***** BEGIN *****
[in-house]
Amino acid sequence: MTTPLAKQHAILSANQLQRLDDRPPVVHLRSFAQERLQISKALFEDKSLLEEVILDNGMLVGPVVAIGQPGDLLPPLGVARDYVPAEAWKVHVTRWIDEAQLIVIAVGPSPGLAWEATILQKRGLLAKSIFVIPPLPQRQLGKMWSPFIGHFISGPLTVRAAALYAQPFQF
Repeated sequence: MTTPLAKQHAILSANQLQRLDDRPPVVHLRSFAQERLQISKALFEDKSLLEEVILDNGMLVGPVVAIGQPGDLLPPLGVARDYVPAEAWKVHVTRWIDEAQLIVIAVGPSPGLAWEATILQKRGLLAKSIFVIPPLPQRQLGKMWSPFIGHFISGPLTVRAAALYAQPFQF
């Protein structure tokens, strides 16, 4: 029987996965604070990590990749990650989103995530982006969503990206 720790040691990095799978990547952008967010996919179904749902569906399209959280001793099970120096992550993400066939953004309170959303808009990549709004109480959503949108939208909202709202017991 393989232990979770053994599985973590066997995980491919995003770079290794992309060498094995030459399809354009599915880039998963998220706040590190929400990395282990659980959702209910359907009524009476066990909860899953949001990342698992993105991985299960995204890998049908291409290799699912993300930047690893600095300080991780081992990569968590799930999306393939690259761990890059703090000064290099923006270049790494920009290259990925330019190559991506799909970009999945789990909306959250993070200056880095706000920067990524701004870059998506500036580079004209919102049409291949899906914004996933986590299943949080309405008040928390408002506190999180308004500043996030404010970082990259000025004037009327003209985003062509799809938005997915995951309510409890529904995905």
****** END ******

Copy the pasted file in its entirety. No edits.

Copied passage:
[in-house]
Amino acid sequence: MTTPLAKQHAILSANQLQRLDDRPPVVHLRSFAQERLQISKALFEDKSLLEEVILDNGMLVGPVVAIGQPGDLLPPLGVARDYVPAEAWKVHVTRWIDEAQLIVIAVGPSPGLAWEATILQKRGLLAKSIFVIPPLPQRQLGKMWSPFIGHFISGPLTVRAAALYAQPFQF
Repeated sequence: MTTPLAKQHAILSANQLQRLDDRPPVVHLRSFAQERLQISKALFEDKSLLEEVILDNGMLVGPVVAIGQPGDLLPPLGVARDYVPAEAWKVHVTRWIDEAQLIVIAVGPSPGLAWEATILQKRGLLAKSIFVIPPLPQRQLGKMWSPFIGHFISGPLTVRAAALYAQPFQF
């Protein structure tokens, strides 16, 4: 029987996965604070990590990749990650989103995530982006969503990206 720790040691990095799978990547952008967010996919179904749902569906399209959280001793099970120096992550993400066939953004309170959303808009990549709004109480959503949108939208909202709202017991 393989232990979770053994599985973590066997995980491919995003770079290794992309060498094995030459399809354009599915880039998963998220706040590190929400990395282990659980959702209910359907009524009476066990909860899953949001990342698992993105991985299960995204890998049908291409290799699912993300930047690893600095300080991780081992990569968590799930999306393939690259761990890059703090000064290099923006270049790494920009290259990925330019190559991506799909970009999945789990909306959250993070200056880095706000920067990524701004870059998506500036580079004209919102049409291949899906914004996933986590299943949080309405008040928390408002506190999180308004500043996030404010970082990259000025004037009327003209985003062509799809938005997915995951309510409890529904995905």